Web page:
A veteran lawyer in the county counsel's office is suing his bosses for illegal retaliation after he served as an honest witness in a case involving alleged anti-military service bias.
Brad Posin claims in his January 26 federal lawsuit that he'd earned excellent performance reviews for a decade until he was interviewed about his observations for a colleague, Robert Ervais, who filed a 2013 lawsuit against the county counsel's office.
Ervais claimed he faced repeated, workplace discrimination because he joined the U.S. Army Reserves after the 9-11 terrorist attacks.
The Uniformed Services Employment and Reemployment Rights Act (USERRA) bans public and private employers from using military service as a basis for job discrimination.
One of the biggest USERRA victories in the nation for a military veteran happened less than two years ago in Southern California when a federal jury unanimously agreed that the Orange County Sheriff's Department harassed and fired Deputy Scott Montoya, a U.S. Marine who earned the Navy Cross for extraordinary combat bravery in Iraq, because of his service.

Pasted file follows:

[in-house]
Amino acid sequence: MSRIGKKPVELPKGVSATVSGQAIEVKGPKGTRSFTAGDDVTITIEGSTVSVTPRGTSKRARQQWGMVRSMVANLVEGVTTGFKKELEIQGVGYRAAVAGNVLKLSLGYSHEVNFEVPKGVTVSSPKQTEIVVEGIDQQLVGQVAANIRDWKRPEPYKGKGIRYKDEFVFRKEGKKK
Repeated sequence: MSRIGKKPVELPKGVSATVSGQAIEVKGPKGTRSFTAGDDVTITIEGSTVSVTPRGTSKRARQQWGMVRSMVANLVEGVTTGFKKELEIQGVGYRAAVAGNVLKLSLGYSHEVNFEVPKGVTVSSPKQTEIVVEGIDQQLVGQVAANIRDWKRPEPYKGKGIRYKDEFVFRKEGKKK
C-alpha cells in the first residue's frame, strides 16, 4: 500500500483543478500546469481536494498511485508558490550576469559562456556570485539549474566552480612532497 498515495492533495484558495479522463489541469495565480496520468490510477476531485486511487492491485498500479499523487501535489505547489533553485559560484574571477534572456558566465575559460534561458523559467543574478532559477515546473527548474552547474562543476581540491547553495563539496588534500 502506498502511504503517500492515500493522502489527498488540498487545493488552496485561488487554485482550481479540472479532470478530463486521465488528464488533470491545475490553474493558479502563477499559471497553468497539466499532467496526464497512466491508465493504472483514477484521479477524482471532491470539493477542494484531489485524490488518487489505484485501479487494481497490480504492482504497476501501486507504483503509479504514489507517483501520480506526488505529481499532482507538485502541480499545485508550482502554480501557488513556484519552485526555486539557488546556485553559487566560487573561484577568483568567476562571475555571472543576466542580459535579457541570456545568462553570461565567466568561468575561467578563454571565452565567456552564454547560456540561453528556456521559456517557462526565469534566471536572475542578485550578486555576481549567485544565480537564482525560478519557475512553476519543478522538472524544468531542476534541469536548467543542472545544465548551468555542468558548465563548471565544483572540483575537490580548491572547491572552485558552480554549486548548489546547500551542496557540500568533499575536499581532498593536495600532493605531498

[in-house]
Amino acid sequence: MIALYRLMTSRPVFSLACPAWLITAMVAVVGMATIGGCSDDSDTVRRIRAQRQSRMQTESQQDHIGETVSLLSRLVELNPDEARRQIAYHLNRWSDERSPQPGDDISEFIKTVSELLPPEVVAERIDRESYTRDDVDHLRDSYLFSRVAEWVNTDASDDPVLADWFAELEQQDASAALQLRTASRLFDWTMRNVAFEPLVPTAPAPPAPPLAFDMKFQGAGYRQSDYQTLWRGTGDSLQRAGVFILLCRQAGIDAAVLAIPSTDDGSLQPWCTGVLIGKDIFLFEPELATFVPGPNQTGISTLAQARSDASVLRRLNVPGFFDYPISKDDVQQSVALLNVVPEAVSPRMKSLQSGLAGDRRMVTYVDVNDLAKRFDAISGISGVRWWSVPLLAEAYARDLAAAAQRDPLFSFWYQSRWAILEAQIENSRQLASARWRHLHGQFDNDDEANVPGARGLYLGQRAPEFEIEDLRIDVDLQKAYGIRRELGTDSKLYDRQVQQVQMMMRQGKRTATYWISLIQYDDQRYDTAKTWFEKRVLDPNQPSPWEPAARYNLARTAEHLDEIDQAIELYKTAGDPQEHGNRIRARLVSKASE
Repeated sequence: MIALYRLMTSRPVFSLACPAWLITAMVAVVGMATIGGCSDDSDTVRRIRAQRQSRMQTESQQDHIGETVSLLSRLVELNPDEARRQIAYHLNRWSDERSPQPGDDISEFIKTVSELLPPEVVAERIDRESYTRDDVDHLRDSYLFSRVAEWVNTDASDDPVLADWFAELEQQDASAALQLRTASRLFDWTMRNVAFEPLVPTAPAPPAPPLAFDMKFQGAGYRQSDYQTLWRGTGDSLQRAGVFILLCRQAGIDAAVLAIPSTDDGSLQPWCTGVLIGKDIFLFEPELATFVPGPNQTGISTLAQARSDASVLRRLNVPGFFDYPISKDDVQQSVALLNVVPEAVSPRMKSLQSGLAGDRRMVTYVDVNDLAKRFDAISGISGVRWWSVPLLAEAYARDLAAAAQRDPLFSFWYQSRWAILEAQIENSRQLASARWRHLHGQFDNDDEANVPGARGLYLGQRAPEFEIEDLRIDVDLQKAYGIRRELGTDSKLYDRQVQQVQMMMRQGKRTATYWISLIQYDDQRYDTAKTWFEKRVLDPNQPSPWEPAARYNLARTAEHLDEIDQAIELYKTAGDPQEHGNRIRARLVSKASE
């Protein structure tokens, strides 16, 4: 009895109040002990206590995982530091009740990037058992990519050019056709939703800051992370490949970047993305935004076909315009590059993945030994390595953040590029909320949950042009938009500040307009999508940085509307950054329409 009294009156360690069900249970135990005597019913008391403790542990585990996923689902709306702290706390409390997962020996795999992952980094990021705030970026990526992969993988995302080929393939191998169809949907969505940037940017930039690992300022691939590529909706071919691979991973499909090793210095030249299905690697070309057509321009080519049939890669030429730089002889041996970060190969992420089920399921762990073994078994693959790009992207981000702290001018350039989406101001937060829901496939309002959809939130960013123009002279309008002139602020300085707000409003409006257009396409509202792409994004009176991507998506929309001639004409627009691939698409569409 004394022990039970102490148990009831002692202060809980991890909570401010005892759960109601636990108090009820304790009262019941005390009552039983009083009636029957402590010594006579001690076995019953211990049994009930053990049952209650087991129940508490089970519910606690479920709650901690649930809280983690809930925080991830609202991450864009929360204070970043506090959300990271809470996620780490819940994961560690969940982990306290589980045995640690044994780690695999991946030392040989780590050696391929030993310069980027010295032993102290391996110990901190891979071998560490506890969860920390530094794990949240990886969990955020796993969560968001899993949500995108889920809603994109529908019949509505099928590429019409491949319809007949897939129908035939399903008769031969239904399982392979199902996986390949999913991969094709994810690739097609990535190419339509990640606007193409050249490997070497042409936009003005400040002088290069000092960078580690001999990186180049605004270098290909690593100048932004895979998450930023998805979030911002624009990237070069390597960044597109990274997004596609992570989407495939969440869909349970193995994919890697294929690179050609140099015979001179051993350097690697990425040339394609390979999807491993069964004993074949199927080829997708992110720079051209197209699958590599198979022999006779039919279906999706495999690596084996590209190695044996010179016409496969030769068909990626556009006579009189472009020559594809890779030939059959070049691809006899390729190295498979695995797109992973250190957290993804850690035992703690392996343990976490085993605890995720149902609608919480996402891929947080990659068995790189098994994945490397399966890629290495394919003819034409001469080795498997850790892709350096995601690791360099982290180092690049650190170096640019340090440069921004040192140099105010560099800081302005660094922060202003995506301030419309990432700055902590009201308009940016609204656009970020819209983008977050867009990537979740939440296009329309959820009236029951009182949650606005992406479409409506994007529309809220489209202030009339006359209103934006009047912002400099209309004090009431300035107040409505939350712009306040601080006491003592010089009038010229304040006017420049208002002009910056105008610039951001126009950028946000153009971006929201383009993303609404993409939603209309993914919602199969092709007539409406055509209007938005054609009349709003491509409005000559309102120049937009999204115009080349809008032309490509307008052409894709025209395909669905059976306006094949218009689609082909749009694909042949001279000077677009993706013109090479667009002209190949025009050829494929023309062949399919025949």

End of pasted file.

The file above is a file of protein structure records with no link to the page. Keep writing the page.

Shortly after the Montoya victory, the Ervais lawsuit settled out of court.
In his pending complaint, Posin said that after giving supportive statements for Ervais he received the first blemish on his employment record: contrived allegations that he'd "raised his voice" and been "consistently argumentative, harsh and disrespectful during conversations" at the office with superior bureaucrats.
Ultimately, junior, less qualified office lawyers received promotions from County Counsel Nicholas Chrisos and his deputy, Leon Page, in furtherance of the retaliation, he claims.
According to Posin, USERRA specifically shields him from retaliation because he gave statements in the Ervais matter.
Chrisos has not yet filed a response.
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U.S. District Court Judge Andrews J. Guilford will preside over the case inside the Ronald Reagan Federal Courthouse in Santa Ana.
The parties have been ordered to enter pre-trial mediation negotiations.